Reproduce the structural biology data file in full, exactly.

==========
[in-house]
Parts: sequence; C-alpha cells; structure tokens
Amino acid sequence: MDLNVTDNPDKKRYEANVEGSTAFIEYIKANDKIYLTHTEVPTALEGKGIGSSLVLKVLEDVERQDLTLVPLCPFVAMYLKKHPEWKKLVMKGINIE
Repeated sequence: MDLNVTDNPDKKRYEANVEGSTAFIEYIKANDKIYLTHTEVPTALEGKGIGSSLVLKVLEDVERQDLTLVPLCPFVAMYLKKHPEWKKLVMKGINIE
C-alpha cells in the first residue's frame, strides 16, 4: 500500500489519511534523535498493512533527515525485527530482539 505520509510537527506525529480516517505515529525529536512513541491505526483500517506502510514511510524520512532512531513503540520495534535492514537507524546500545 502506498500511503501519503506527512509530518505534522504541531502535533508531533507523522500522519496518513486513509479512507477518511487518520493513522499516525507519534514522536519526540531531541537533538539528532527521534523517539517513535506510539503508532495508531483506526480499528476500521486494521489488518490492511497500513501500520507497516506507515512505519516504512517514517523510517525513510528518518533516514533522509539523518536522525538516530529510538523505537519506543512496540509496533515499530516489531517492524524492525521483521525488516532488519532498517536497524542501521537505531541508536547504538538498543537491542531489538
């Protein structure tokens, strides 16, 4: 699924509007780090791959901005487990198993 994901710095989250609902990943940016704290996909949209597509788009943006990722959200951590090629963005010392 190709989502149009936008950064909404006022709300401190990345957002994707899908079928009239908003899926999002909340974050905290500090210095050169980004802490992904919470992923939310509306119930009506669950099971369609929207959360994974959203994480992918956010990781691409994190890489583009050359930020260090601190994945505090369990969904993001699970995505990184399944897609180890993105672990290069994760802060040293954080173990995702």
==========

[in-house]
Parts: sequence; C-alpha cells; structure tokens
Amino acid sequence: MDLNVTDNPDKKRYEANVEGSTAFIEYIKANDKIYLTHTEVPTALEGKGIGSSLVLKVLEDVERQDLTLVPLCPFVAMYLKKHPEWKKLVMKGINIE
Repeated sequence: MDLNVTDNPDKKRYEANVEGSTAFIEYIKANDKIYLTHTEVPTALEGKGIGSSLVLKVLEDVERQDLTLVPLCPFVAMYLKKHPEWKKLVMKGINIE
C-alpha cells in the first residue's frame, strides 16, 4: 500500500489519511534523535498493512533527515525485527530482539 505520509510537527506525529480516517505515529525529536512513541491505526483500517506502510514511510524520512532512531513503540520495534535492514537507524546500545 502506498500511503501519503506527512509530518505534522504541531502535533508531533507523522500522519496518513486513509479512507477518511487518520493513522499516525507519534514522536519526540531531541537533538539528532527521534523517539517513535506510539503508532495508531483506526480499528476500521486494521489488518490492511497500513501500520507497516506507515512505519516504512517514517523510517525513510528518518533516514533522509539523518536522525538516530529510538523505537519506543512496540509496533515499530516489531517492524524492525521483521525488516532488519532498517536497524542501521537505531541508536547504538538498543537491542531489538
């Protein structure tokens, strides 16, 4: 699924509007780090791959901005487990198993 994901710095989250609902990943940016704290996909949209597509788009943006990722959200951590090629963005010392 190709989502149009936008950064909404006022709300401190990345957002994707899908079928009239908003899926999002909340974050905290500090210095050169980004802490992904919470992923939310509306119930009506669950099971369609929207959360994974959203994480992918956010990781691409994190890489583009050359930020260090601190994945505090369990969904993001699970995505990184399944897609180890993105672990290069994760802060040293954080173990995702």